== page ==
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Students in last year's second-grade art classes at Fairmount contributed the images and quite a few of the paint strokes for a mural that now hangs on a wall in front of the school's library. Teacher-artist Carlos Castillo, shown standing beside the completed mural above, is working with this year's students to create a new mural design.
Photo courtesy Carlos Castillo
By Tara Duggan
At first glance, the new mural across from the library at Fairmount School might just look like a handful of kids' paintings. But the mural, which is dominated by a central image of children flying around the earth, surrounded by cityscapes and natural environments, was a lot more complex to put together than it may seem, and captures the careful work of 60 budding artists.
Second-grade teacher Carlos Castillo completed the mural, titled "I Am Somebody," with all three second-grade classes last year, and he plans to complete an even more ambitious one this year. Castillo's project is one of the many arts programs funded in part by the San Francisco Unified School District, grants, and the Parent Teacher Association at Fairmount, a school known for its Spanish-English immersion program.
A practicing sculptor, Castillo has helped create several murals in the Mission District, where he grew up. He studied sculpture as an undergraduate at the University of San Francisco and received his master of fine arts degree from the California College of Arts and Crafts (now called California College of the Arts).
At school one day last month, Castillo showed off the large black-and-white image that the library mural had been based on. First, he said, the second-graders had created drawings--some were self-portraits, others depicted plants and trees, others buildings. Castillo cut out each drawing and enlarged or reduced it on a photocopier to fit the scale of the mural.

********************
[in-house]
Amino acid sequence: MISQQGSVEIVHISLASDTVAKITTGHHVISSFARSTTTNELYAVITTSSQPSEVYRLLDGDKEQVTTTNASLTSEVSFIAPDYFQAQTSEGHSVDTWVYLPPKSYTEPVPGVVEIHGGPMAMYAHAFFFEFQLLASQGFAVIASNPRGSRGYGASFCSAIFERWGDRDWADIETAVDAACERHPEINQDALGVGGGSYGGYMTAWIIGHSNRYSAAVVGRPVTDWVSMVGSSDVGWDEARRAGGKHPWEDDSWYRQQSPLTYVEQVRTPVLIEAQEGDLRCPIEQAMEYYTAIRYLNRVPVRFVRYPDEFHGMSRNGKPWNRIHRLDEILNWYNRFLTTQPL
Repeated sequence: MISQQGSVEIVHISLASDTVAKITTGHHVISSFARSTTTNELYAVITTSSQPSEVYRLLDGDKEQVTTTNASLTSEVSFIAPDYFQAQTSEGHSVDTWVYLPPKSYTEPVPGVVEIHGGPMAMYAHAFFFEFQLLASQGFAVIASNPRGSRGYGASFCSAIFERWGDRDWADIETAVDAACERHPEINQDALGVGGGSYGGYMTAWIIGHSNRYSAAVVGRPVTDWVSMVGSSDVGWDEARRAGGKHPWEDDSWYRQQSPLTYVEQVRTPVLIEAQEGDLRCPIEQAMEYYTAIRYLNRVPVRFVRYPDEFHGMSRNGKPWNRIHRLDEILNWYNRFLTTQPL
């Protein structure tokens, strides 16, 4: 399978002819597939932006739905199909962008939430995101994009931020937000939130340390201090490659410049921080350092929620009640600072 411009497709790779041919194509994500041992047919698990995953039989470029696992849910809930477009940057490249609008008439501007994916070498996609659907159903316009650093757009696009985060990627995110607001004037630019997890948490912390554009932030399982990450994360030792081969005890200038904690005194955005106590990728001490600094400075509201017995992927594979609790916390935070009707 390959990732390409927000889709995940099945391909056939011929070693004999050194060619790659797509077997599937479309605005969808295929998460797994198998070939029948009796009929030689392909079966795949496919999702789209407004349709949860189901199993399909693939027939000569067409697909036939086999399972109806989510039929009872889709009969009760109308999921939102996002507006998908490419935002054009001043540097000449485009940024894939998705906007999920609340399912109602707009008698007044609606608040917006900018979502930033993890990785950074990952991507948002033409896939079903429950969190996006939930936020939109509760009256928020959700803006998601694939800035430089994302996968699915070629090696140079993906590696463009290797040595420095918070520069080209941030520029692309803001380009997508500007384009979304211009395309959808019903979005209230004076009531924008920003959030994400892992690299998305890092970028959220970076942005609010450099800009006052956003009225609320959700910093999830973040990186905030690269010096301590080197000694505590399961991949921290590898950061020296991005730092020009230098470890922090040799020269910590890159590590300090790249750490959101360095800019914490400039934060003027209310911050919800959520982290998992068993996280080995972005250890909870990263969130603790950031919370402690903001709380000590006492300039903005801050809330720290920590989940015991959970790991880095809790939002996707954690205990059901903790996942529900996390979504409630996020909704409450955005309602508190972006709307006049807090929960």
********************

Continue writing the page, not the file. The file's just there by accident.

After attaching all of the images onto a large piece of white paper, he photographed the final image and then projected it onto a wall where the mural's two panels were held in place. He spent a weekend sketching the drawings onto the panels by hand. Later, he and his partner, muralist Tiffany Graham, helped the students paint the panels and then proudly attach them to the school wall.
This year, Castillo is integrating science with art by having the students draw insects for a mural along a garden wall outside the second-grade classrooms. The students are bringing their sketchbooks on field trips to the Randall Museum, the Conservatory of Flowers, and the California Academy of Sciences to practice drawing insects. In the spring, Castillo will repeat the same process to bring the mural to life.
"It will be a green project, so we're writing grants to get nontoxic paints," said Castillo.
Castillo is one of many teachers at Fairmount who share their artistic passions with the students. Kindergarten teacher Alison Cerrudo spearheaded the effort to bring in capoeira teacher Antonio Contreras from Abada-Capoeira San Francisco for weekly classes. Because the Brazilian art form is a combination of music, martial arts, and dance, it satisfies several different district requirements at once.
This year, the school has begun working with Leap, a 30-year-old arts education nonprofit. Instructor Kevan Peabody, who has a background in gospel, is teaching the students music.
Fairmount also has an after-school choir for all grades, as well as visual arts and science-through-gardening classes. The San Francisco Opera, Ballet, and Symphony also offer programs each year.
Like the separate drawings in the mural, these arts programs come together to create a diverse cultural experience for each student.
Fairmount Elementary School
Mary Lou Cranna, Principal
65 Chenery Street at Randall
Alvarado Elementary School
Robert Broecker, Principal
625 Douglass Street at Alvarado Street
James Lick Middle School
Bita Nazarian, Principal
1220 Noe Street at 25th Street
Mission Education Center
Deborah Molof, Principal
1670 Noe Street at Noe Street